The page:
• fMRI;
  • nonstationarity;
  • auditory cortex;
  • functional fields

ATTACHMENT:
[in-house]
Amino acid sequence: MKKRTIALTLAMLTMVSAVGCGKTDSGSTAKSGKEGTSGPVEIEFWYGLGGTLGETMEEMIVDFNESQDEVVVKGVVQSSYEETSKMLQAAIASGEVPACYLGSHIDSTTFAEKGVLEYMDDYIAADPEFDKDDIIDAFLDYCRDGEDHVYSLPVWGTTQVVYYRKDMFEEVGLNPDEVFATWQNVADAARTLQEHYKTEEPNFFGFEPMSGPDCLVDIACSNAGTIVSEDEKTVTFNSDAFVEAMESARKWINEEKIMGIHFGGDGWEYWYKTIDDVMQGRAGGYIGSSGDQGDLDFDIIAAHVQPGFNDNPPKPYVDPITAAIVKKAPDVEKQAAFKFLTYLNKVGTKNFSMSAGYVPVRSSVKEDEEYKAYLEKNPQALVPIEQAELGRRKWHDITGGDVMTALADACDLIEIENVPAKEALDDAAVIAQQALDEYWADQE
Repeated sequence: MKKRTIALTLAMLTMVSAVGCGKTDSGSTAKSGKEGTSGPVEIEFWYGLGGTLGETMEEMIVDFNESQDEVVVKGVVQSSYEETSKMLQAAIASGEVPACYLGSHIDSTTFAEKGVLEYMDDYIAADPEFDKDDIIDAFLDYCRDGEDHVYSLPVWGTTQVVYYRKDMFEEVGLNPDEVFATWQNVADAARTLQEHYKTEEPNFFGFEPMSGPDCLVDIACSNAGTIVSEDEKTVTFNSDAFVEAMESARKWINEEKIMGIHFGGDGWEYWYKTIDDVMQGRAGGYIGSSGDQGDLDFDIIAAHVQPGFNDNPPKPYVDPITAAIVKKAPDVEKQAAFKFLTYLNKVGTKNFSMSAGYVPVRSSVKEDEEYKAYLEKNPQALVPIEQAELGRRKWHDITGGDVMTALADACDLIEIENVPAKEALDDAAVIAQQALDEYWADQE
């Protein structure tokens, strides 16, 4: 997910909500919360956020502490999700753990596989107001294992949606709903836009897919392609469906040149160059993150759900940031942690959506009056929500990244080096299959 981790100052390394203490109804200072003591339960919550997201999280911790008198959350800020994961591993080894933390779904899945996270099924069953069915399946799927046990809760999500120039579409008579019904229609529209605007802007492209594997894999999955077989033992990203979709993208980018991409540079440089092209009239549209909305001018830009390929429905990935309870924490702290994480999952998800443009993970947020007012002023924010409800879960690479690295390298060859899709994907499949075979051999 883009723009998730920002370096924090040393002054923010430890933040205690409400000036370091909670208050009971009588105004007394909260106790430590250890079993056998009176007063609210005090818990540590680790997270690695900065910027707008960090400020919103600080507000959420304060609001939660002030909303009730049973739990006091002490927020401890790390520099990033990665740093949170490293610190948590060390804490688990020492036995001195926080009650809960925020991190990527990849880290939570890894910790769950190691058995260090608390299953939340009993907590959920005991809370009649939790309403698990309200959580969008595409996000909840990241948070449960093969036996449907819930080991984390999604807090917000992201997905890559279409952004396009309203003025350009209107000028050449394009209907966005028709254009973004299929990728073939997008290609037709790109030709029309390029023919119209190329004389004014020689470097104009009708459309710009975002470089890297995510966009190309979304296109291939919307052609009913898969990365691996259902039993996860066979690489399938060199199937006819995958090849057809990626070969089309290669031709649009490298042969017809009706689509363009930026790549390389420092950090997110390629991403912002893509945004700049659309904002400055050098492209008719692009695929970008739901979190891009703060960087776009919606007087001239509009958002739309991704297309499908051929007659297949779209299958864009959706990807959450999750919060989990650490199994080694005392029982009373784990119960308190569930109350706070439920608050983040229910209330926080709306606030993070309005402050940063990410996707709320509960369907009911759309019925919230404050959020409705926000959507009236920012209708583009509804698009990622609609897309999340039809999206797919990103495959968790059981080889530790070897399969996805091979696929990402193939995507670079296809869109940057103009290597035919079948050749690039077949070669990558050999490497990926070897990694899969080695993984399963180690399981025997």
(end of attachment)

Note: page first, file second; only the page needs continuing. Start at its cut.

In awake animal and human auditory cortices, it is a common experience with electrophysiological and suitable imaging methods for responses to steady stimulation to be strongly state-dependent and to exhibit nonstationarities, even over short periods of observation. If such nonstationary behavior is also reflected by hemodynamic responses in the human auditory cortex, conventional methods of analysis of fMRI data, although applicable for instance to largely stationary responses in visual and other cortices, may be misleading in attempts to parcellate auditory cortex into fields and to demonstrate functional maps. Time-Windows, described in this article as a convenient tool for the detection and analysis of time-variant brain activities, solves some of these problems. Time-Windows demonstrates that activity is evoked reliably in three separate territories of human auditory cortex, parts of which may show nonstationary behavior, depending on the auditory stimuli and tasks.